The Indian Weaver

By Sheila Reddy
Frank Church - River of No Return Wilderness
U.S. Department of Agriculture, Forest Service
Regions 1 and 4
Heritage Program
August 1996

Anthropologist Sven Liljeblad said of Idaho Indians, "Basket making was their main industry. Thus, their most indispensable equipment was products of weaving: clothing, house covers, gathering utensils, and containers for cooking." Living as a part of the natural system, the American Indian was intimate with every resource, weaving it into their physical and spiritual needs.

O.T. Mason (1902) noted after meeting a basket weaver:

"As you gaze on the Indian basket maker at work, herself frequently unkempt, her garments the coarsest, her house and surroundings suggestive of anything but beauty, you are amaze. You look about you as in a cabinet shop or (an artist's shop) for models, drawings, patterns, pretty bits of color effect. There are none. Her patterns are in her soul, in her memory and imagination, in the mountains, water courses, lakes, and forests, and in those tribal tales and myths which dominate the actions of every hour. She hears suggestions from another world. Her tools are more disappointing still, for those are few - a rude knife, a pointed bone, that is all. Her modeling block is herself. Her plastic body is the repository of forms. Over her knee she molds depressions in her ware, her lap is equal to all emergencies for convex effects."

The relationship between the basket maker (most of whom were women), her environment, her craft and her people was undoubtedly an important element in tribal life. Her home, shaped, twined and woven like her baskets mush have been filled with fragrant bundles of dry branches, roots, stems and vines gathered at just the right season. Some plants were dried in the shade to keep their natural color, others in the sun to dry quickly.

The variety of materials used included: ferns, sweet grass, bear grass, sedges, cattails, rabbitbrush, mosses, larkspur, rushes, chokecherry bark, spruce, pine needles, ponderosa pine, pinyon pine, willow, dogbane, sagebrush, serviceberry, red-twig dogwood, clematis, milkweed, tule, elder, mountain maple, blueberry, and more. Other weaving materials included goose down, feathers, horsehair, strands of twisted rabbit fur and leather.

The Indian wickiup was the ultimate basket. Using poles or branches for strong inner supporting walls, plant fibers, leaves, grass, tree boughs and branches, or mats were woven between or laid over and covered with dirt to create a winter shelter. In summer when only shade was needed plants were lightly interwoven between or laid over supporting branches as an airy cover.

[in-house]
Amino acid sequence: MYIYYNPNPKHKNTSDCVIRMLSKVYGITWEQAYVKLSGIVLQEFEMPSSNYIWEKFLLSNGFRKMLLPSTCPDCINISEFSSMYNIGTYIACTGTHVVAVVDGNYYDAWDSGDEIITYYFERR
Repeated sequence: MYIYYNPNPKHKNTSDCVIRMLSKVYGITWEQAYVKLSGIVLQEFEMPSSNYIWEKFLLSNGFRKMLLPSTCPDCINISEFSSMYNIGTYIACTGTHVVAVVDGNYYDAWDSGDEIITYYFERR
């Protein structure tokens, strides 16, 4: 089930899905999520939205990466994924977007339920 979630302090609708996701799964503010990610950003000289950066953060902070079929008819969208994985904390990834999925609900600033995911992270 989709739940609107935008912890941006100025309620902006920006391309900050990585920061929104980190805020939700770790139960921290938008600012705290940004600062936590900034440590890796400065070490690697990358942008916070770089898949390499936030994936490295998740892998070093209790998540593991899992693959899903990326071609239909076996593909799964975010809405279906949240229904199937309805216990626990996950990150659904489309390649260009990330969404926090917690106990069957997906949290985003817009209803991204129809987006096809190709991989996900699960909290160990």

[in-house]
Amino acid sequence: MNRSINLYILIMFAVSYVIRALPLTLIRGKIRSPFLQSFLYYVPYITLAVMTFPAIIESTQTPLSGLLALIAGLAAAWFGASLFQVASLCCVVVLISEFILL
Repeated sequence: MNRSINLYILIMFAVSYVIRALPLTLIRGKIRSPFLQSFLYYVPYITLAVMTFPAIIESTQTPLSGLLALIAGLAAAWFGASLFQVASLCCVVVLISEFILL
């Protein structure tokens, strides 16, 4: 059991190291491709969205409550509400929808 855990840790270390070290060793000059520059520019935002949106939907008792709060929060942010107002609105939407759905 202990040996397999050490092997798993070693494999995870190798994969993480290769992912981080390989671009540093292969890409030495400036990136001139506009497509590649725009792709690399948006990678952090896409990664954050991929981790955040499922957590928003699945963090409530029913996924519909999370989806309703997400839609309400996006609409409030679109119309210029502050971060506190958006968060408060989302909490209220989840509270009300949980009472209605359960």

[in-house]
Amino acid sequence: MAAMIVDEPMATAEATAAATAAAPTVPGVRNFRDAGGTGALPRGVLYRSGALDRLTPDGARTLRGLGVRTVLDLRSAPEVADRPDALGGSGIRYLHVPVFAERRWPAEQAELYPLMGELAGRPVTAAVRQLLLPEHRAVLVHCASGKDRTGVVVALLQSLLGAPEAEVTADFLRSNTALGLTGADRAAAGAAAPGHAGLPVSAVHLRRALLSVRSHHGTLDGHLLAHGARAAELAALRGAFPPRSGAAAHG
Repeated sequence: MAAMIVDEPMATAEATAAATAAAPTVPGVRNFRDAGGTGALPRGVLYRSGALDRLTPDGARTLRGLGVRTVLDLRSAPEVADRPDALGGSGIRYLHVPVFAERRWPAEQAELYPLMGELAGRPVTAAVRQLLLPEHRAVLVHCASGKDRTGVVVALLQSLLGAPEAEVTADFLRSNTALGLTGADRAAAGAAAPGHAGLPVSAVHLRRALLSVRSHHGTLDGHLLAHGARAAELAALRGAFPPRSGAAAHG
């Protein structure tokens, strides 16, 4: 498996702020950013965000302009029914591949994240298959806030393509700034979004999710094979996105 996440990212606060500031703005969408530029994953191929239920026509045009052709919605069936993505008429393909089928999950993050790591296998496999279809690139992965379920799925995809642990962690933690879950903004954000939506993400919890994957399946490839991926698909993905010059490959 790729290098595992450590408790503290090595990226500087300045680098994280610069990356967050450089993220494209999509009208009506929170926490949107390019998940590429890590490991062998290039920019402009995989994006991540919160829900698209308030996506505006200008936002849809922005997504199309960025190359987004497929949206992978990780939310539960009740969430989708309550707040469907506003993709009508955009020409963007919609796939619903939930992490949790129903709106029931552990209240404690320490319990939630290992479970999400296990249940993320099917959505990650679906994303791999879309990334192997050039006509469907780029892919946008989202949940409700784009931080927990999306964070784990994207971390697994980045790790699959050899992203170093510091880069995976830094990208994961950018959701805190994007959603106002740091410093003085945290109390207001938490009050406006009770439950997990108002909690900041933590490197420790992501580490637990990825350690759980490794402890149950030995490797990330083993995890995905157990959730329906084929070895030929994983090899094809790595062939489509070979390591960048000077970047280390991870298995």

A few early journals describe these basket-like houses and their contents. In 1844, John Minto arriving at a Shoshone fishing village noted:

"The canyon was so deep that the dome-like wickiups below looked like meadow mouse nests rather than human habitations… we descended a very steep and rough trail… and found ourselves near three of those nest-like houses. We could see people busy along the river on both sides above us, but found only one very old woman housekeeper. She quickly understood that we wanted food, and led us into the lodge. A large uneven molded earthenware pot stood near some live coals of burning sagebrush. She filled for each of us bowls of fish soup, which our hunger made taste good to us. The bowls, woven of plaited grass, seemed to be made soup proof by a fish glue."

The Shoshone were listed by mason as basket makers:

"By far the largest part of the Interior Basin is Shoshonean. The tribes also spread out far to the north in the drainage of the Snake River… The basket making tribes (include) the Shoshoni in Idaho… This great stock of Indians employ both structures, the woven and the coiled (styles of weaving)…. The twined weave of all kinds is used in the conoidal basket hats, the baskets, jars and bottle, the roasting trays and wands. The coiled and whipped structure is used in pitched water bottles, trays and bowls… Roasting trays are shaped like a scoop rimmed with a large twig. The warp is made of parallel twigs laid close together and held in place by diagonal twining. The Shoshonean tribes on the other had belong to the coiled and whipped structure… All of them are quite heavy, having been dipped in pitch."

Patrick Gass noted in 1805, "These people (Lemhi Shoshone) make willow baskets so close, and to such perfection, as to hold water, for which purpose they make use of them."

The tools of the ancient weaver, as Mason noted, were simple: a stone knife, the river bank or a clay pot for soaking fibers in water, an awl made of stone or bone for pressing fibers into place, fingers as a gage, and teeth for pulling fibers tight. In design the warp of a basket is the strong inner part, like the spokes of a wheel. Soft inner materials called the weft is woven to fill in areas between the warp in a process not unlike that of a bird building a nest in the branches of a leafless tree.

YOUR ROLE IN PROTECTING ARCHAEOLOGICAL SITES

Wilderness Archaeologists are currently working to preserve, protect and understand the prehistory of the ancient people who lived in the Frank Church - River of No Return Wilderness. As this prehistory is discovered and understood, they will share it with the public through educational monographs ad other publications. You can help in this effort by leaving artifacts where they lie, and informing Forest Service Wilderness managers of your discovery. Take pride in our American heritage. Take nothing but photographs.